buy cheap viagra online uk I hope you’ve been enjoying learning about the biomechanics of running AND feeling the benefits, ease, relaxation, and efficiency that come from the practices in this video series.
http://hikes4tykes.com/wp-json/oembed/1.0/embed?url=http://hikes4tykes.com/the-mountains/ In this video, we introduce the concept of force absorption and how your pelvis moves to help with the transfer of ground reaction forces.
Whew! I dig physics and biomechanics.
And I like to make it useful for YOU – because that’s where the true value is, right?
Did you know that running can put up to 2-4 times your body weight worth of impact into your body on every stride? That’s a lot of force! Your muscles and fascia work as force absorbers, too, certainly. But without the fundamental ‘give’ that comes from the movement in the pelvis, that force will inevitably get stopped or concentrated in one area. Ouch. Learn how the pelvis moves during a simple squat – and then take that spring into every stride. When we land and receive ground reaction forces, there is a rhythm to how our bones move to minimize that focused impact and turn it into flow. Your ‘sit bone widening’ image happens during every step we take; a force transfer that is especially needed for efficient running.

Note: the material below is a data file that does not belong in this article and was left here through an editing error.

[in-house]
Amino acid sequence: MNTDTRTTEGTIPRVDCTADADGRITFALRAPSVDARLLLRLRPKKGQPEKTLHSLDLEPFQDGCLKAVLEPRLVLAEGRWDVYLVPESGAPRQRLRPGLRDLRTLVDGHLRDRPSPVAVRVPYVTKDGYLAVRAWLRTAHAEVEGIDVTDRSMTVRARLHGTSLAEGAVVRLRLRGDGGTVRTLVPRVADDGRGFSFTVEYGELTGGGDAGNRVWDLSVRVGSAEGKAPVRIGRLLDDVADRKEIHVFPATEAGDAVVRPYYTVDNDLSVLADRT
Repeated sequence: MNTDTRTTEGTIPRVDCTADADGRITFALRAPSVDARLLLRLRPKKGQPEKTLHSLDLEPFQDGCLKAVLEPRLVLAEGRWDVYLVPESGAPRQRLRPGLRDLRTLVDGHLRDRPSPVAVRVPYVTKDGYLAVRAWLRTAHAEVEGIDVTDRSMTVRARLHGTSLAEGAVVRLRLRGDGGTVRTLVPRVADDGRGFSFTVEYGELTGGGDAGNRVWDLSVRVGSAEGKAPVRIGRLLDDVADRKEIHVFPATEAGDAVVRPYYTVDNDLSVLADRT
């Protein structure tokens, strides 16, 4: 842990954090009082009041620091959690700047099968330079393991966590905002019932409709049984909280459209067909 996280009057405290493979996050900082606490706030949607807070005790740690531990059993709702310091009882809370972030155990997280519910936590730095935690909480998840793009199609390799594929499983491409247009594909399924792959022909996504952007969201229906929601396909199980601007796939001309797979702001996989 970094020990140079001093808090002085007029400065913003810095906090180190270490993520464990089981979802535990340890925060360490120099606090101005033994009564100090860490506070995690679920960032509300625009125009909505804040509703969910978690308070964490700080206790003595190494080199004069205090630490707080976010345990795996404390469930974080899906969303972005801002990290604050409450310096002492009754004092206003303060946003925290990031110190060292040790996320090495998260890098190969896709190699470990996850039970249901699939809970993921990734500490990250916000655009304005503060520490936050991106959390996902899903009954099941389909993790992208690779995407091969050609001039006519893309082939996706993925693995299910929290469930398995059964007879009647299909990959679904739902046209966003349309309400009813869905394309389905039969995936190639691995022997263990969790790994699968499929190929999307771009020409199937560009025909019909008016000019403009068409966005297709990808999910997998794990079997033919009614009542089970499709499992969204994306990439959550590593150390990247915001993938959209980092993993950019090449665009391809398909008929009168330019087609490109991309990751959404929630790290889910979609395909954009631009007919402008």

Do leave a comment and tell me what you experienced after this practice – especially with the contrast of when we’ve just done the right side. That contrast can help you discern what benefits you’re receiving and reinforce the positive changes that occur.
‘See you’ in the comments!
PS: Now that your pelvis is getting ‘organized’ watch the next video in our series: A Healthy, Happy Low Back.
PPS: Did you know I created an online course? It’s the 6-week Runner’s Tune Up. Learn more here.